The major purpose of urban planning and management is shaping the cities, towns, regions and built-environment by guided and controlled land use and spatial exercises to facilitate efficient provision of infrastructure, and services with long term vision, medium and short term actions which is realised through strategic plans, local area plans, programmes and projects.

So the question is how to integrate NbS into the entirety of this process?

Firstly, NbS needs to be integrated with the land use plans. The priority of such land use plans will be greening and rehabilitating natural elements such as ponds and parks as well as creating a network of interconnected green spaces and corridors. In addition to that greening core urban areas, residential neighborhoods, as well as industrial and business zones are also equally important to make our cities more habitable. A set of land use standards need to be incorporated/adopted for the desired intent.

NbS could also be a powerful instrument for regenerating urban areas through identifying new uses for under-used and unused lands and grey infrastructures. This will improve the well-being in the urban areas by providing access to green spaces and good quality landscapes to all citizens in order to promote human health, well-being, social cohesion and reduction of crime. A very contemporary example is, generating Hatirjheel area in Dhaka city by combining grey, green and blue solutions. Rajshahi City is performing better so far in integrating NbS in spatial development.


Secondly, we need to change our traditional mindset and be open to accept the use of green infrastructure and nature-based solutions as an essential alternative or complementary approach to conventional urban infrastructure and development planning. Green and blue solutions shall be considered as the foundation for any kind of infrastructure planning process through harnessing full potential of local landscapes and natural systems, their network and functions to take advantage of their multiple benefits including building urban resilience and sustainability. This will be a paradigm shift in the way urban infrastructure – roads, drains, flood gates, river banks, water and sanitation facilities, electricity supply, and buildings – are conceived of, designed, and managed.

There are already evidences how NbS is integrated in urban water and flood management by creating room for rivers, protecting natural water bodies and plantation; stabilising slopes by live crib walls, vegetated gabions, or vetiver grass; managing pollution by bioswales, graywater recycling, or raingardens; and management of energy efficiency, heat island, and GHG reduction by green roofs and walls, waste recycling, urban tree canopy and urban agriculture.

The ownership of local communities is extremely vital in this process. If any of the measures are co-designed, co-constructed, co-managed together with the local communities, in that case the sustainable use of green urban infrastructure is done in the most fitting manner and the process becomes resilient to the impacts of climate change.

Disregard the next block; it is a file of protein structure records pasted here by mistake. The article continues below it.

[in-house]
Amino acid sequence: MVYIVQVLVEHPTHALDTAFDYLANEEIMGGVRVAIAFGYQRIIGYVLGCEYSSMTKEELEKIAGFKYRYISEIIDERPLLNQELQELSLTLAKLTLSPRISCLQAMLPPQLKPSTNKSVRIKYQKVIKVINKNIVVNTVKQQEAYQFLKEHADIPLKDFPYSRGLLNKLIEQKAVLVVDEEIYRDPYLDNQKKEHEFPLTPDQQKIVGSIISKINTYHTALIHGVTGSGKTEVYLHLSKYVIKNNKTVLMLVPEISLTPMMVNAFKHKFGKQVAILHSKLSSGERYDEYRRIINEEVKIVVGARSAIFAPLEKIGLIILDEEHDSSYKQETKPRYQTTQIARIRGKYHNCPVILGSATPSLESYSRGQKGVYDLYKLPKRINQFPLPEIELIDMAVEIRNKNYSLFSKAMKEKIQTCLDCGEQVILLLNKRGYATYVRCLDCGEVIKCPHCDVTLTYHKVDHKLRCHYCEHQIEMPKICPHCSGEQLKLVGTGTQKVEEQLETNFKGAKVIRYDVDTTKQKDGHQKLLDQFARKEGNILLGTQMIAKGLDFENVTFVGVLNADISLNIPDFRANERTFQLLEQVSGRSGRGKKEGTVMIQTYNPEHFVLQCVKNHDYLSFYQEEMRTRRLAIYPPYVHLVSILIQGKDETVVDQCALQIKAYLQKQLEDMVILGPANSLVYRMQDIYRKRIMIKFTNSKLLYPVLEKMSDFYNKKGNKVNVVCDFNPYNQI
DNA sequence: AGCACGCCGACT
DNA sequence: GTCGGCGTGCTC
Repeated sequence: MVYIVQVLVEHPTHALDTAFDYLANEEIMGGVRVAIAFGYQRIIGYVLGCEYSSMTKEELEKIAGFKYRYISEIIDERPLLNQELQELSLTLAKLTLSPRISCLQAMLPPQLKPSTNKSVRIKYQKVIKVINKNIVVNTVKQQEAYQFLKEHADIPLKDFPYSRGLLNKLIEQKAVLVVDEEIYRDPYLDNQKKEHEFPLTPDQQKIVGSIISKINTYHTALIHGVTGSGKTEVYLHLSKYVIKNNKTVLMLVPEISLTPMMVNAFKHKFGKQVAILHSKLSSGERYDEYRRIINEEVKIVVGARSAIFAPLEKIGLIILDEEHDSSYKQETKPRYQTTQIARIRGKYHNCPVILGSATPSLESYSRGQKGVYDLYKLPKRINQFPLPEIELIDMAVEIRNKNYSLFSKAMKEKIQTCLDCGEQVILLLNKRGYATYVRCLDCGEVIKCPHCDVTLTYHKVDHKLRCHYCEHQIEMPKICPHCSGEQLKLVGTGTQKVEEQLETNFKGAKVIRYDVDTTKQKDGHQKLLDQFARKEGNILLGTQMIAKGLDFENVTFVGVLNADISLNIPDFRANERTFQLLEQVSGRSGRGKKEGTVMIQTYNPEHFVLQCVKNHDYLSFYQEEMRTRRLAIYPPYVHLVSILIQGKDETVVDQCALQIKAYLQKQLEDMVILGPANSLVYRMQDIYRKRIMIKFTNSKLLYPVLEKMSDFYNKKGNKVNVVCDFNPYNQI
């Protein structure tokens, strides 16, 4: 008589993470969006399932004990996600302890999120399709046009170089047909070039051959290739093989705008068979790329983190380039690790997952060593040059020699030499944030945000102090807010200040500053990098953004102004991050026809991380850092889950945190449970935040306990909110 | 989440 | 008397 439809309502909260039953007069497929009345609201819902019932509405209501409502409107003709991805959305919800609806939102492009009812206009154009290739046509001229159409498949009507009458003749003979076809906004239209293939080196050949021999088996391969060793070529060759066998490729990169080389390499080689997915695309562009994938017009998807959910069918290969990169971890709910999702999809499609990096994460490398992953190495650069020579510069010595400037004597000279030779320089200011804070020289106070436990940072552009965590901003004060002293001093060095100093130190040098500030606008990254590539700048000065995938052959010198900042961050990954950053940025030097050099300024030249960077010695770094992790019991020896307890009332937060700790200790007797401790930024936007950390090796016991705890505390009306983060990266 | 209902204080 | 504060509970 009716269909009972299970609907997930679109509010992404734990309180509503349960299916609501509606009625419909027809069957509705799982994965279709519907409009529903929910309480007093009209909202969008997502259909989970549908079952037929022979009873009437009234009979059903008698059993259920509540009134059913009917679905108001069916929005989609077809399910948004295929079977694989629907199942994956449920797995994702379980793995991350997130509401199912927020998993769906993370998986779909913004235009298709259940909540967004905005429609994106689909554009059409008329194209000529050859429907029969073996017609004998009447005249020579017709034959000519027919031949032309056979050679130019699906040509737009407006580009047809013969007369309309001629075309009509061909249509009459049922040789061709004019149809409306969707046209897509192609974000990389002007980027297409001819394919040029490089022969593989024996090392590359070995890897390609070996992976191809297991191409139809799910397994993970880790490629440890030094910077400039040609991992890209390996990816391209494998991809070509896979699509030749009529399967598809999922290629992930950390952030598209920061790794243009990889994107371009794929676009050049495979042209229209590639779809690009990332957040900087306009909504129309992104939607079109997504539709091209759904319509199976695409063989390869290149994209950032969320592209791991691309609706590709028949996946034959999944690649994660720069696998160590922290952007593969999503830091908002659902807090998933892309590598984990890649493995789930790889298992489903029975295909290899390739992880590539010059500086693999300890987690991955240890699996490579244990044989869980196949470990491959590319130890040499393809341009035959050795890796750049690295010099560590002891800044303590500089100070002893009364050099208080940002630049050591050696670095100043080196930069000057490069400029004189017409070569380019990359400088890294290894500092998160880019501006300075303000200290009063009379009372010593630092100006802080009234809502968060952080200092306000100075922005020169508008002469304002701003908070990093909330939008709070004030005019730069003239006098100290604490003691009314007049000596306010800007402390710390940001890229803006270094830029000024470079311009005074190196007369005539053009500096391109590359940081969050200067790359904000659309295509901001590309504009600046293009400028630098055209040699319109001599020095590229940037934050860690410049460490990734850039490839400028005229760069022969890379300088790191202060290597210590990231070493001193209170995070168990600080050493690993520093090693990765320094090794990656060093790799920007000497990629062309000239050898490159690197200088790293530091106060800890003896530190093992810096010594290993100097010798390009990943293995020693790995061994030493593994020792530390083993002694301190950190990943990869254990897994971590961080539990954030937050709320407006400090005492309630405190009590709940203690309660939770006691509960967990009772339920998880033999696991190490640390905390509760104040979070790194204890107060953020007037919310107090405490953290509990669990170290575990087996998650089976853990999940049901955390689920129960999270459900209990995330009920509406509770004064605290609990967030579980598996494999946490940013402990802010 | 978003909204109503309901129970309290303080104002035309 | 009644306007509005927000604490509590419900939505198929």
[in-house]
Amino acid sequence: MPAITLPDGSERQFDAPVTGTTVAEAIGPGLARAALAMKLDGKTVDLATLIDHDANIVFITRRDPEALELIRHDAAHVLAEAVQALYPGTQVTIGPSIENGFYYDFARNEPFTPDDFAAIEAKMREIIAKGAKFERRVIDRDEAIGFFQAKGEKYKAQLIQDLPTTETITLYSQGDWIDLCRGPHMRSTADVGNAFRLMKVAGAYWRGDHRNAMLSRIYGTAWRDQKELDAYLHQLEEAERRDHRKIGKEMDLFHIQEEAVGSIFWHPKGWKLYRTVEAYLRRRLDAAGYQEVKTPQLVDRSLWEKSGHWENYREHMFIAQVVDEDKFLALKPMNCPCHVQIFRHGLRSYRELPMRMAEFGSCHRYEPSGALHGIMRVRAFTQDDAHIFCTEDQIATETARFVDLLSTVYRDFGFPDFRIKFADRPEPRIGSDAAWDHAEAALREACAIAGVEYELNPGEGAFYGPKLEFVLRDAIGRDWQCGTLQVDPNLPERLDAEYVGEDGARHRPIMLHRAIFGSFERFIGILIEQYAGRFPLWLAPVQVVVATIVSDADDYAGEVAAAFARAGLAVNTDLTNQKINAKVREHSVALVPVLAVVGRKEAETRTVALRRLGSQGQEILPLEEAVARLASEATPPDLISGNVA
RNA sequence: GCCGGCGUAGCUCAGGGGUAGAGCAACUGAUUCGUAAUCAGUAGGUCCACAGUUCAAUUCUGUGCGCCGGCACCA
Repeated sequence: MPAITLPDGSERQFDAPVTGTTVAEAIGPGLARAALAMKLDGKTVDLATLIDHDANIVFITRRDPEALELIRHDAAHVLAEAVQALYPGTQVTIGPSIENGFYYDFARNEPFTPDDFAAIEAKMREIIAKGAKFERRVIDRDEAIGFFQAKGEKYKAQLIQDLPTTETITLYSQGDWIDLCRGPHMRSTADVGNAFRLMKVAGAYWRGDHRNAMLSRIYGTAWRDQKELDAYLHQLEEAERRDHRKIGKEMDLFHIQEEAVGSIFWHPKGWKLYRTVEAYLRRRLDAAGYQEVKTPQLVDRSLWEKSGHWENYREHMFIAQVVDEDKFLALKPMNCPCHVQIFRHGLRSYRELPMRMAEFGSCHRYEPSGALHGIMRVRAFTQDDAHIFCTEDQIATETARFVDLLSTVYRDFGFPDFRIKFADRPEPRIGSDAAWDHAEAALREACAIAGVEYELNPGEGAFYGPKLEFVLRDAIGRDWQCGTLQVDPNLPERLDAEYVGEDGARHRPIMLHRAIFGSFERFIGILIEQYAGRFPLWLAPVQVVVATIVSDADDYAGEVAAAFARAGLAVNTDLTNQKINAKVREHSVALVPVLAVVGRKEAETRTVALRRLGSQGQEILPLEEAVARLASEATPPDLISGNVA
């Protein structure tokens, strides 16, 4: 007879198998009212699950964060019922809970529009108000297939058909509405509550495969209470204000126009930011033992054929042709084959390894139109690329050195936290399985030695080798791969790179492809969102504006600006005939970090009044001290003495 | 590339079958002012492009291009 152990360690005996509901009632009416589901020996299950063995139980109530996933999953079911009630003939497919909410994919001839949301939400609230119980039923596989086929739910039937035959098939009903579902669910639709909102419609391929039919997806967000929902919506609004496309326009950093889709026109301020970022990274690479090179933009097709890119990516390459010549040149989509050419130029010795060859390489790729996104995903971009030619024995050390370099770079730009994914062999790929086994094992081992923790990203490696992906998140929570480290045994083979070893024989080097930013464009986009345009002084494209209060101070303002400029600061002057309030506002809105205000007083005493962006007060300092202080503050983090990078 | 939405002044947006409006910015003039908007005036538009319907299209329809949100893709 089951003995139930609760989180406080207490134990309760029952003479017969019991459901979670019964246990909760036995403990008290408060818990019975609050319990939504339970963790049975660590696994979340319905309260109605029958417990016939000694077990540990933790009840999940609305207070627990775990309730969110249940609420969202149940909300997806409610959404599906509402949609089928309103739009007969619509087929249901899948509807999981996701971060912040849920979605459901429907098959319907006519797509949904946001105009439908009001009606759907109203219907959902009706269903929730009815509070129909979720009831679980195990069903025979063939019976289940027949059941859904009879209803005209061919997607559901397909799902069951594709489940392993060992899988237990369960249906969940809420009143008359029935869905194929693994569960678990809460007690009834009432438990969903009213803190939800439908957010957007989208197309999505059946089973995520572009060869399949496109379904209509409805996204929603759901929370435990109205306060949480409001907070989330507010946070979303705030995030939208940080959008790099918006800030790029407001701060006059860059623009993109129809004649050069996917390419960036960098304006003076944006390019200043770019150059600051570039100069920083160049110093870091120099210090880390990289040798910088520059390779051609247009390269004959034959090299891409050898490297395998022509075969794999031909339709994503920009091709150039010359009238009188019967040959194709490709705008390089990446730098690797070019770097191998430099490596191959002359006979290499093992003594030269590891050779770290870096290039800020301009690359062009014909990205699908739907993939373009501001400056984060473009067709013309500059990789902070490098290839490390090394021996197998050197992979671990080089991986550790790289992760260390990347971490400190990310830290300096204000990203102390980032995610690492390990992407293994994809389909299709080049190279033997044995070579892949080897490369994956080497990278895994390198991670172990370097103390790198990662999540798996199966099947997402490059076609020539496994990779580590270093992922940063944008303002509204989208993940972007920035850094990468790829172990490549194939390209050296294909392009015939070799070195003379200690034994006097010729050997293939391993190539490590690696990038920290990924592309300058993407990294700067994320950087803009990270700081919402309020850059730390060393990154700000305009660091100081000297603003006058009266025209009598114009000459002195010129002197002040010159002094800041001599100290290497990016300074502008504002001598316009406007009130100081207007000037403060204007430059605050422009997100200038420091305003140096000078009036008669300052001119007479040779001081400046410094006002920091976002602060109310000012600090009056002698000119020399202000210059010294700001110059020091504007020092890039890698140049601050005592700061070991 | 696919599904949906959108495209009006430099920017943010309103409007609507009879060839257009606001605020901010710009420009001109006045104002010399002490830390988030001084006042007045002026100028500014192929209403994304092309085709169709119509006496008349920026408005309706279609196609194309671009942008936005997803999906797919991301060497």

On World Environment Day 2020, let us promise to create room for nature in our cities and built-environment. No other alternative can help better for us moving towards an approach that ensures sustainability.

Thirdly, we need unified nationwide approach in defining standards and specifications, scoring and prioritising indicators as well as monitoring and results indicators for all different bodies including ECNEC, the planning commission, line ministries and their agencies, city corporations, pourashavas, and other local government institutions. All involved should collaboratively contribute and prepare the plans, programmes and projects complying with the unified approach. This will require reforming urban planning systems toward area-wide approaches of development control, integration of nature, and adaptation of key infrastructure assets. Institutional development including continuous capacity development and retraining of urban and regional/rural planners, engineers, architects, developers and bureaucrats should be integral part of that reform process.

Mainstreaming NbS into urban planning and management has multifold benefits. It helps to achieve sustainable urbanisation while ensuring essential ecosystem functions and by promoting urban regeneration as well as restoring the functionality of degrading ecosystems and their services. NbS also enhances the capacity of cities to tackle the climate change in context of both adaptation and mitigation aspects through integrating grey with green and blue infrastructure and contribute in pollution reduction, carbon storage, biodiversity conservation, reducing heat stress, and enhance water retention.

On World Environment Day 2020, let us promise to create room for nature in our cities and built-environment. No other alternative can help better for us moving towards an approach that ensures sustainability.

SM Mehedi Ahsan is an urban and rural planner, a DAAD alumni, and is an honorary member of the Central Advisory Council to the Centre for Sustainable, Healthy, and Learning Cities and Neighbourhoods (SHLC), University of Glasgow.